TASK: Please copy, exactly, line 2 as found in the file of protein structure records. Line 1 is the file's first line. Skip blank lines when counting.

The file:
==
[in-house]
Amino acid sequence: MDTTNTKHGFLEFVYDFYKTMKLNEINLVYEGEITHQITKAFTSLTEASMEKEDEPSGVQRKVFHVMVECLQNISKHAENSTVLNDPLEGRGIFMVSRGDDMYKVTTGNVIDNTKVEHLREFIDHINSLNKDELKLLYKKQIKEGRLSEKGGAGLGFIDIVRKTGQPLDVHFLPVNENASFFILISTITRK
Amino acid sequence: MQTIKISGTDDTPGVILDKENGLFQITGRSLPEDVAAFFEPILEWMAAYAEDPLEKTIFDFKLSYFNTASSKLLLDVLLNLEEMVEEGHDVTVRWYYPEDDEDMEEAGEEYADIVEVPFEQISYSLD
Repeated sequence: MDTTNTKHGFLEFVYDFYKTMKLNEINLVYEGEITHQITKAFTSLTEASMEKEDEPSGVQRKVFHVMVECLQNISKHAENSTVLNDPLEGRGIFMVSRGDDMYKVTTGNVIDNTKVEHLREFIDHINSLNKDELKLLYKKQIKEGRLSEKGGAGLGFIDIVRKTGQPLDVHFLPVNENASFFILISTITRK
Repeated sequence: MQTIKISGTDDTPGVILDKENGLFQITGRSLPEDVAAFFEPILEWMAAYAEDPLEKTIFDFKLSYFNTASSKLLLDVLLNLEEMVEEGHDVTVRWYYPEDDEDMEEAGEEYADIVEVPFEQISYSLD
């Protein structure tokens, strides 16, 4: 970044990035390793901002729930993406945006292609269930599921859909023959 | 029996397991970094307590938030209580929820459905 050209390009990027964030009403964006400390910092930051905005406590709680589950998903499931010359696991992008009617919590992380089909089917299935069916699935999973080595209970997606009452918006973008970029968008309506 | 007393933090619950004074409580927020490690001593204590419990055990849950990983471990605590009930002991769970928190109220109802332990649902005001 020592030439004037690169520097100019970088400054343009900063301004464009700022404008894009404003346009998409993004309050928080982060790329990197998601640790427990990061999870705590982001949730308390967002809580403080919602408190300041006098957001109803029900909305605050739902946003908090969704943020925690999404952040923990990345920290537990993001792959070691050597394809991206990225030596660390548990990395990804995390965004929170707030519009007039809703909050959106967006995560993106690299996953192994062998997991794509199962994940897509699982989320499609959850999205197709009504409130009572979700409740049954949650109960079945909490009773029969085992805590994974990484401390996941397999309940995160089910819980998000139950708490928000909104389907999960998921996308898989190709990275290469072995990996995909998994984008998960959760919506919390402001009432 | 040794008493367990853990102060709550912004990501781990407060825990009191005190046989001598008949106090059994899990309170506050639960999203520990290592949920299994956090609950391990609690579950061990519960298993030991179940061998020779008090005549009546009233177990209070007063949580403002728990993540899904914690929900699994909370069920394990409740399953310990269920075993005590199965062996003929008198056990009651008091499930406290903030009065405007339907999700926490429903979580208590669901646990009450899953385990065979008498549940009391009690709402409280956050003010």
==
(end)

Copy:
Amino acid sequence: MDTTNTKHGFLEFVYDFYKTMKLNEINLVYEGEITHQITKAFTSLTEASMEKEDEPSGVQRKVFHVMVECLQNISKHAENSTVLNDPLEGRGIFMVSRGDDMYKVTTGNVIDNTKVEHLREFIDHINSLNKDELKLLYKKQIKEGRLSEKGGAGLGFIDIVRKTGQPLDVHFLPVNENASFFILISTITRK